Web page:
On Screen Love

On Screen Love

The Capricorn in me is a hopeless romantic.  I love love. And not displays of love. (Don’t get me started on weddings.) But love as a verb. Like never leave your side while you’re in the hospital love or getting ice cream and tampons in the middle of the night type of love. And romance. Like plan a date or beat up my ex. Idk. 

Anyway, I also love romantic movies and romantic comedies. But there’s one huge issue that’s been driving me crazy especially as I trudge my way through the Modern Love series: where the sistas at? 

Throughout this entire series, there has been not a single black woman as the subject of love. Black men love on all the white women and there’s even a black man with a white guy. They could’ve included a sista somewhere in one of these stories.

The erasure of black women from love stories strips the away the possibility, the dream of meeting the love of my life in the grocery store or while minding my business while I walk down the street. It also pushes the notion that black women aren’t worthy of the fairytales. It shows guys when they go out and approach women and create these love narratives that the women must look a certain way and it’s not black. It’s never the black woman that needs saving. It’s never the black woman who deserves to be put on a pedestal. We don’t get to see Tracee Ellis Ross or Regina King or Yvonne Orji be swept off her feet and engaged in causal yet enlightening conversation at the coffee shops and bookstores. We go to bookstores and coffee shops and get ignored. The idea of black female unworthiness is pushed in subtle and blatant ways but what they did on Modern Love is simply passive. It sucks how much this awesome show lacks diversity.

I’ve followed the Modern Love column for years and watching it come to the screen was a big disappointment. And maybe they were staying true to the story. The writers  and the subjects could be white but the story could be told visually with a black woman or any woman unless that’s something the producers simply couldn’t imagine. And I wonder why that is? On the podcast, black actresses have narrated the stories but for some reason, they weren’t worthy of the screen.

Art imitates life. It would be irresponsible to pretend that this lack of representation doesn’t matter. I’m 31 and I care. Imagine what black girls and younger women think. I want to watch movies and film and see myself represented. That’s not too much to ask. Imagine growing up and associating love with something that happens for everyone else and not you. I’ve seen J Lo fall in love countless times and watched Gina Rodriguez joke about not bathing and getting dumped. Disney took forever to give us a princess. Lack of diversity is tired and boring. Something has to shake.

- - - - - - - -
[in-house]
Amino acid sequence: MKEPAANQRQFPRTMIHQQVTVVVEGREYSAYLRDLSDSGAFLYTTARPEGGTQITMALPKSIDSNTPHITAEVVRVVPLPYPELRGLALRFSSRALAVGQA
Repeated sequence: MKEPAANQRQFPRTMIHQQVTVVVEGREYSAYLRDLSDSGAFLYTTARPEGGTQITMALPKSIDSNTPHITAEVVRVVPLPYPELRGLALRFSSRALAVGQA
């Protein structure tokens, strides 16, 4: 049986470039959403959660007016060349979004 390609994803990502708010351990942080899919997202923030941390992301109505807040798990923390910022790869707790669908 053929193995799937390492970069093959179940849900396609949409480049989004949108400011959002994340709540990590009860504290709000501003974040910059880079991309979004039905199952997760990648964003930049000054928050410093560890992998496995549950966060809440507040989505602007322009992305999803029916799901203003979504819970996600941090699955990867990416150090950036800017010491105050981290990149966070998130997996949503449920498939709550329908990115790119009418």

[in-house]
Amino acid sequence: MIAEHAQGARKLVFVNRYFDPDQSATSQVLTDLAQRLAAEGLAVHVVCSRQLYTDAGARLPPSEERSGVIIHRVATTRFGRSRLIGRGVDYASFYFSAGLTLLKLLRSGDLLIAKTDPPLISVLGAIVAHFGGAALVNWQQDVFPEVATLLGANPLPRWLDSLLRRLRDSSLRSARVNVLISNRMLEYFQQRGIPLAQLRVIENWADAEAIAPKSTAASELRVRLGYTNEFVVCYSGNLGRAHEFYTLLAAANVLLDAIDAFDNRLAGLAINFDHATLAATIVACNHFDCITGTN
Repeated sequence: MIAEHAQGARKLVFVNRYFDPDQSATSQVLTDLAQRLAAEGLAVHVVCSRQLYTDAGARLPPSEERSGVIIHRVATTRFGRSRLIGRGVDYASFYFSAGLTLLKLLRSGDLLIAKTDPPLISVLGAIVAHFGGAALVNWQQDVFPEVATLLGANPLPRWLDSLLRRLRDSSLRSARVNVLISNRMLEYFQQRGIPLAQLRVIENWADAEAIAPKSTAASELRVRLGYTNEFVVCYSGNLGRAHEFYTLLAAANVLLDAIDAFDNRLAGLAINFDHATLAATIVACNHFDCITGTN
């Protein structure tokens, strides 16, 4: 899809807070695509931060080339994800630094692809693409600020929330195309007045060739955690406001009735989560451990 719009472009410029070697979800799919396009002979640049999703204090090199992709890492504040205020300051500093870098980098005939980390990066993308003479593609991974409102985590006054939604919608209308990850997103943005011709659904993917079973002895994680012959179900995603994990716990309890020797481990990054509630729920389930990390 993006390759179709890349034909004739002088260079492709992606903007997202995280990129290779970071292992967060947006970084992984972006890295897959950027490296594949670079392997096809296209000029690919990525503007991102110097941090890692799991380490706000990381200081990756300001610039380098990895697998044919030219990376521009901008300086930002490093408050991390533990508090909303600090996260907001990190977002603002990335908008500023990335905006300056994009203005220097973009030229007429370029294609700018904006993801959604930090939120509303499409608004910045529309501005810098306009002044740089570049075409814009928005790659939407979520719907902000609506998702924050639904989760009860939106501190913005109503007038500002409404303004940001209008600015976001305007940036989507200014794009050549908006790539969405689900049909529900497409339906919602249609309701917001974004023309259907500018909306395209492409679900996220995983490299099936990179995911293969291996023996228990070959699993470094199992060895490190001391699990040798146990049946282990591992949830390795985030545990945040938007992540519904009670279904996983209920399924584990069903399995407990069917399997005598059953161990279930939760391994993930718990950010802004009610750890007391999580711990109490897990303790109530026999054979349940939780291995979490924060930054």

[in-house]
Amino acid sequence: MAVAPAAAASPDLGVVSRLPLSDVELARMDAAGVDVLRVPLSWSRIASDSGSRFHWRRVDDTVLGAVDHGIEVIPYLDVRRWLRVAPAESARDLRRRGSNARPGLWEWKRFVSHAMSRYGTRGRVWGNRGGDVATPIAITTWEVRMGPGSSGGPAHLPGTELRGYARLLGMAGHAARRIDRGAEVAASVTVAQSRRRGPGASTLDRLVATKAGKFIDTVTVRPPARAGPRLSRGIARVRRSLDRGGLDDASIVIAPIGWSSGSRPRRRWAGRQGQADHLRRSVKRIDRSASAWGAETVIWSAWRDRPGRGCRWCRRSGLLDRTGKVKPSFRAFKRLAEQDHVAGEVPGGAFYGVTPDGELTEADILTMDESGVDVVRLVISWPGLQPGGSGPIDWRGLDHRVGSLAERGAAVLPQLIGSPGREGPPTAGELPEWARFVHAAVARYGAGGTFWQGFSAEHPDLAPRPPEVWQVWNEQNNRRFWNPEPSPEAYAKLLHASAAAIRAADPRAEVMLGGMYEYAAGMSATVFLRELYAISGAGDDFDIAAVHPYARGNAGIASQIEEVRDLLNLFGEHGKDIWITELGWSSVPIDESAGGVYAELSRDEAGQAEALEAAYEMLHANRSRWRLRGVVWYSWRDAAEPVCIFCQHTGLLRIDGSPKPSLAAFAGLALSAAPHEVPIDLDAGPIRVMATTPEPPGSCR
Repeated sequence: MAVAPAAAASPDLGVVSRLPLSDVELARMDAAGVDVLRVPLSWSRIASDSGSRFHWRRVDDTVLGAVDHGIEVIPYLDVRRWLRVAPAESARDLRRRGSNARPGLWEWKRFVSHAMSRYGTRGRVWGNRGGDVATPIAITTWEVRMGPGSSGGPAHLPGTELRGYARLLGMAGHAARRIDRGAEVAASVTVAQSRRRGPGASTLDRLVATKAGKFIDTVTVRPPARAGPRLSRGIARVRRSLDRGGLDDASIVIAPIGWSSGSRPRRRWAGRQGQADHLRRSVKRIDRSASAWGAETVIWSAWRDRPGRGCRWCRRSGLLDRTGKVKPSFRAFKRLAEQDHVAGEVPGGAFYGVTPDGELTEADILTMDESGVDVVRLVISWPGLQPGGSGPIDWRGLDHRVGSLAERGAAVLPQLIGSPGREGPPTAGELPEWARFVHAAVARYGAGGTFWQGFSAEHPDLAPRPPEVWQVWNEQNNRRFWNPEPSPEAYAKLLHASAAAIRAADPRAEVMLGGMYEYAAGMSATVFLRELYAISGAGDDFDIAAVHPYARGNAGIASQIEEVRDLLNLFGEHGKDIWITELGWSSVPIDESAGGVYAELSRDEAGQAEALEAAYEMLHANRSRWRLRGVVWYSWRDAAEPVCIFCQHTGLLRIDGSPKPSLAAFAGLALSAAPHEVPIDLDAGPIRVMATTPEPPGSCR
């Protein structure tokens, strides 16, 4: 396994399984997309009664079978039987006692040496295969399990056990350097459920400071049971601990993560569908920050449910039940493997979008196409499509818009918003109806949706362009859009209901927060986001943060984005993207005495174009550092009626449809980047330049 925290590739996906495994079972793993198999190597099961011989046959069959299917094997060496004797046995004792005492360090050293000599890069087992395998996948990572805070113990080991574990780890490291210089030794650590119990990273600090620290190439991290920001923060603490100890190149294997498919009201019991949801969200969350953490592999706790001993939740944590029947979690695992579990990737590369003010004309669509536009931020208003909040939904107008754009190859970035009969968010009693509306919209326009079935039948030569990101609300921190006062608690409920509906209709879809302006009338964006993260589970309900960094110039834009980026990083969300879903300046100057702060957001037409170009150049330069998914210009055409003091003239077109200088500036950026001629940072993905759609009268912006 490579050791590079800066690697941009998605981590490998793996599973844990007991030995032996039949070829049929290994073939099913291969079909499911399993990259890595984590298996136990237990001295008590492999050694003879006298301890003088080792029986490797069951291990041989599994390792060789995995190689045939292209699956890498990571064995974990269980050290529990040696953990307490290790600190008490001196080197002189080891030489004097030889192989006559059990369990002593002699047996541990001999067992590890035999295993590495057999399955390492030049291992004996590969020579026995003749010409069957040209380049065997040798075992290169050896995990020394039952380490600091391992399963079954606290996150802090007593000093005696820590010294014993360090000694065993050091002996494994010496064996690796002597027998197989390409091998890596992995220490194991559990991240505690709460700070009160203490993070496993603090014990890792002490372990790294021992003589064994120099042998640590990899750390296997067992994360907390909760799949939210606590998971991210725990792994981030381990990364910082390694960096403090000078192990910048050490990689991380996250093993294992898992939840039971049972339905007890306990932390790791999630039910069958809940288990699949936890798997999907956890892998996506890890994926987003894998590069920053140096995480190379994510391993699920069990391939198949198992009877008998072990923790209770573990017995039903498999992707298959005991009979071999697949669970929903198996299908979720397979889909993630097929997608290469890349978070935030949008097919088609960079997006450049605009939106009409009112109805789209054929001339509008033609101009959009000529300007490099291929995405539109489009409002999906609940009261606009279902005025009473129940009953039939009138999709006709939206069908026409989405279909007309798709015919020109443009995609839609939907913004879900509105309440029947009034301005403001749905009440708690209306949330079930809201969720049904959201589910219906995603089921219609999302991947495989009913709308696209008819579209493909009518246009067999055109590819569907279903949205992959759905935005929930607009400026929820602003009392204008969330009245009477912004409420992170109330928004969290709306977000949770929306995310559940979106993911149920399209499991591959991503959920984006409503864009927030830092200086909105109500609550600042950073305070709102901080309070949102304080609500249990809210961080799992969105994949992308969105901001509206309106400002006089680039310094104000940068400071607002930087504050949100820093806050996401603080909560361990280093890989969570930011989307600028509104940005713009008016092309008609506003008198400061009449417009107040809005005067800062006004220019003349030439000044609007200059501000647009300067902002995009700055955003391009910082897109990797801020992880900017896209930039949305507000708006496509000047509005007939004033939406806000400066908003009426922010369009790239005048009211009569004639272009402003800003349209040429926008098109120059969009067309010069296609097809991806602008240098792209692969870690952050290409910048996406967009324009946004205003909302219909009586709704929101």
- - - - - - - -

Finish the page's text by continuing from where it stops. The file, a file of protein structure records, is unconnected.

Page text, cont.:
Stella Meghie’s The Photograph will be a huge success because I for one can’t wait to see Issa fall in love on screen and plan on going multiple times. Just like I single handedly made CTRL go platinum, somehow, someway, I’ll get this movie to break some records. Full transparency, I can’t watch Love Jones (or One Day. Not a black woman but I LOVE THAT MOVIE) again. I want to see something else. A new and fresh love. I want to see Issa in forty different rom coms like J. Lo. I want to see Viola Davis lose her slipper. I want to see Teyonnah Paris and Aja Naomi King and Jazmyn Simon have whirlwind romances that leave me crying and hopeful. I want something new and modern that makes me believe like love is possible, like maybe the creeps in my DMs turn into longlasting love. Something that makes me swoon and get the heart eyes. Something that makes me feel all warm and tingly inside. I’m tired of the ghetto love stories on Facebook and relationship goals on Instagram. I’m ready to be swept away by a love story starring a lady that looks like me. 

Bye. I’m going listen to Garden.

1 Comment

  1. Matt Christian
    January 19, 2020 / 12:51 am

    Good read. I agree their should be more Black women on the big screen.

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